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img311How does one describe the enigmatic Anthony Burgess author of over 30 novels, music composer at large, and best known to some for his dystopian cult novel A Clockwork Orange? The answer is you do not. You take in some of the facts and see Stanley Kubrick’s 1971 movie made after the book and read some of Burgess’s works. If you saw the movie in the seventies and read any George Orwell’s books, then go see the movie again. The story is most fitting in today’s world.

The above book, The Clockwork Testament or Endersby’s End is shown here in the first American edition of 1975. I am not sure the artwork for the British edition is the same as shown here. Is the Enderby character the personification of Anthony Burgess?

img313Very seldom in my opinion, will you find a more fitting illustrative art that makes the key person so realistic than in this book.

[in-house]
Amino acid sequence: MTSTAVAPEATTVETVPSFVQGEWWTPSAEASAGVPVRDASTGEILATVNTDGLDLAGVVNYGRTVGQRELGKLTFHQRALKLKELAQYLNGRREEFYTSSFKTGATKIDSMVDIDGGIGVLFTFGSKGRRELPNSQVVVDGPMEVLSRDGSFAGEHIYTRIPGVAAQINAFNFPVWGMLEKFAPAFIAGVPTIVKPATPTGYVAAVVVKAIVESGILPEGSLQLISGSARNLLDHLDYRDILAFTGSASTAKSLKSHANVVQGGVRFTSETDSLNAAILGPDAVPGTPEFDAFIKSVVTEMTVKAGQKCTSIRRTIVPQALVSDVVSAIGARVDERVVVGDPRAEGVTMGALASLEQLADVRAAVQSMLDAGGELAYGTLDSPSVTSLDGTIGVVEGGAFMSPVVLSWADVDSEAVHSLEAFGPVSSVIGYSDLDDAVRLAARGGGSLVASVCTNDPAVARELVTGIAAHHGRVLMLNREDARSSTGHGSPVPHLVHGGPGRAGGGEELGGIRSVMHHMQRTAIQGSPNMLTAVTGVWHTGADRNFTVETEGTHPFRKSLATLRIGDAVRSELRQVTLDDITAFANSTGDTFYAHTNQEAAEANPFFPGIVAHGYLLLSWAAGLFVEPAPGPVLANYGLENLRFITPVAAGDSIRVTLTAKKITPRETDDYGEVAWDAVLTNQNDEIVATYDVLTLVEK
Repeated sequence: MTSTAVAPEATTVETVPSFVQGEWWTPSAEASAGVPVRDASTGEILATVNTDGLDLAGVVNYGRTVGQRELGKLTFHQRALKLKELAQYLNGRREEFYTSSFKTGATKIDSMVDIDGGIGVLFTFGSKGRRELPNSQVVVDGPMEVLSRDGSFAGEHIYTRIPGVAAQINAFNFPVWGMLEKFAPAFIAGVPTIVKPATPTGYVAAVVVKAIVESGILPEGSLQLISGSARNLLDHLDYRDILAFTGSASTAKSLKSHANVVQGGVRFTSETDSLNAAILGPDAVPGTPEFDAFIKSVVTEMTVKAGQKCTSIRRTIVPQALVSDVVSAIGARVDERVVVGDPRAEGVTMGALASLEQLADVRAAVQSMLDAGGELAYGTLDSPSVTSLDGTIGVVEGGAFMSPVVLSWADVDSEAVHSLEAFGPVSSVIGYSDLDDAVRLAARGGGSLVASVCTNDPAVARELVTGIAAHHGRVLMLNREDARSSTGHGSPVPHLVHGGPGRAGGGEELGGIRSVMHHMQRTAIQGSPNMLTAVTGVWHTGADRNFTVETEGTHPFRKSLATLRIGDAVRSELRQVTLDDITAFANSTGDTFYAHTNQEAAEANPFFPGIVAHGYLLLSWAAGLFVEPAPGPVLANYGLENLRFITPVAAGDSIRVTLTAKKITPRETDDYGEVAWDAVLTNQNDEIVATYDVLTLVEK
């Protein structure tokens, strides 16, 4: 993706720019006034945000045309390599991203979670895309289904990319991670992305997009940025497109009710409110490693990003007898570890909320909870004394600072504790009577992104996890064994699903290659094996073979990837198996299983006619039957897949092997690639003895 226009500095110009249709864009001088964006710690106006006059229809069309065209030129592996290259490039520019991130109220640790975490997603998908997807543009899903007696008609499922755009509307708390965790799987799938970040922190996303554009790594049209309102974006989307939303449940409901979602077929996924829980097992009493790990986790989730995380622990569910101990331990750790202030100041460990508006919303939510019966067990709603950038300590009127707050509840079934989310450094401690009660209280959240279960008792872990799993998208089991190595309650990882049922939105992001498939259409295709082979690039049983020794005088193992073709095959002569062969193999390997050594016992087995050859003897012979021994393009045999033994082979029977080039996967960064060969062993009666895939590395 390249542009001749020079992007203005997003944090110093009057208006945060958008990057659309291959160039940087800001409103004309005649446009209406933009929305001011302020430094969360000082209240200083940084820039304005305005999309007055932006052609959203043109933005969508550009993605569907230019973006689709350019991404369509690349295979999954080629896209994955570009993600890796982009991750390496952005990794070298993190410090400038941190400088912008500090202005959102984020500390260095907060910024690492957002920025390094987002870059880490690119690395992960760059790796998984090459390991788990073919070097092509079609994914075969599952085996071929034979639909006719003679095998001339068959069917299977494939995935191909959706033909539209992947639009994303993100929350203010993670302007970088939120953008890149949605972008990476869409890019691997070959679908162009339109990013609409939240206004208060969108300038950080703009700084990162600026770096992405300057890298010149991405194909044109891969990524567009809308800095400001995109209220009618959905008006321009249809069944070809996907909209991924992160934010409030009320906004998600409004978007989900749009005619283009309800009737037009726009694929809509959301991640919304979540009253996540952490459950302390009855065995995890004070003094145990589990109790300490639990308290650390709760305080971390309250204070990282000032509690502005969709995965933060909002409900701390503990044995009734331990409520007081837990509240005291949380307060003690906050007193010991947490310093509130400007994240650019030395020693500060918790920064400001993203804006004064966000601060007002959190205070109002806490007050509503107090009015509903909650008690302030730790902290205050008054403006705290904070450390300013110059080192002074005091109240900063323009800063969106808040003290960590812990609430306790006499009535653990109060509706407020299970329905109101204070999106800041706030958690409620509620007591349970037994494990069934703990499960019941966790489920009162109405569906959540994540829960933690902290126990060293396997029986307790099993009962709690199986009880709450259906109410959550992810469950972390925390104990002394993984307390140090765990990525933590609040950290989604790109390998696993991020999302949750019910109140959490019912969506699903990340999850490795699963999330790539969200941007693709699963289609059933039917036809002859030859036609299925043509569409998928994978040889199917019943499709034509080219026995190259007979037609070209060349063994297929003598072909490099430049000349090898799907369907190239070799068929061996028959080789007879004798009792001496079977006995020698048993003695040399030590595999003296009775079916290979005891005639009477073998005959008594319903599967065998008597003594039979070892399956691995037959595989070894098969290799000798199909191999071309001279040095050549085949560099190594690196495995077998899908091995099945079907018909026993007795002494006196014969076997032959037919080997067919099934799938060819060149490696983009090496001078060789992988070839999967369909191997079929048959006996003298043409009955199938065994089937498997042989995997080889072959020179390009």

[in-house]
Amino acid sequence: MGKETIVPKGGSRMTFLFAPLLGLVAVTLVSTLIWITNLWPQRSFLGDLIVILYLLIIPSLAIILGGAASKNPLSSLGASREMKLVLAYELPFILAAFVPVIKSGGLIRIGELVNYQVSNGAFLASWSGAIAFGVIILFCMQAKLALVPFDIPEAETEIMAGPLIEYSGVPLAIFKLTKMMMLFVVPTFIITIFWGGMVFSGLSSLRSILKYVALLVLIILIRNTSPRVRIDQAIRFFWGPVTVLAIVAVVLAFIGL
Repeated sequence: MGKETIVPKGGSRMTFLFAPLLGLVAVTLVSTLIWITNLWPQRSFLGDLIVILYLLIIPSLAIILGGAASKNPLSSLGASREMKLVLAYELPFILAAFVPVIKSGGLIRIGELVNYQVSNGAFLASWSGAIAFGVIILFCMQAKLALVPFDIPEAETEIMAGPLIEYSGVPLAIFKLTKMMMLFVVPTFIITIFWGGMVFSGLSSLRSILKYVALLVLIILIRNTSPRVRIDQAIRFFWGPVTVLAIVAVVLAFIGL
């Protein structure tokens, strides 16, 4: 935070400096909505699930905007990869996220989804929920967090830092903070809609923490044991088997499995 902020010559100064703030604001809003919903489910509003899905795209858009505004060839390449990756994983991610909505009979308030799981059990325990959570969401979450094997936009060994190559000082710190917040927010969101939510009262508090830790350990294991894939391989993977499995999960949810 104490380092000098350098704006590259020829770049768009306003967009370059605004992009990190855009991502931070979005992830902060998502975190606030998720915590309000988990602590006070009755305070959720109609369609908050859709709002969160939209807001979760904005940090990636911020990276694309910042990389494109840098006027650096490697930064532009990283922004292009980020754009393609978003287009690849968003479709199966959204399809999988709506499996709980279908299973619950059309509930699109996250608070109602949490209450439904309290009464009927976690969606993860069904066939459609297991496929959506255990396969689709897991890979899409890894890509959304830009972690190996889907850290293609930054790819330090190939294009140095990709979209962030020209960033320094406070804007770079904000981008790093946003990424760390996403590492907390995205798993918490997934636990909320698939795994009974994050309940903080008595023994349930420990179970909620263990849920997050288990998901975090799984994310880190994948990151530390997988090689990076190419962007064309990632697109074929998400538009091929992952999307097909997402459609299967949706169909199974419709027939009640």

img312img314The superb 12 black and white illustrations in this volume were done by the fabulous Quay Brothers, two artistic “identical” twins Stephen and Timothy.

My best advice to get to know Mr. Burgess would be to listen to this 1989 wonderful BBC interview with the author and then read this book, I wished I had.

I have not been able to find out much more about other illustrative work by the Quay brothers who are very interesting film makers and honored at the MOMA last year, but be sure to read the last link for an excellent bio on the Quays with information on their earlier careers. In the absurd world of Mr. Enderby this video clip by the Quay Brothers is not out of place even though the town is Prague and not New York and times were different then, were they not?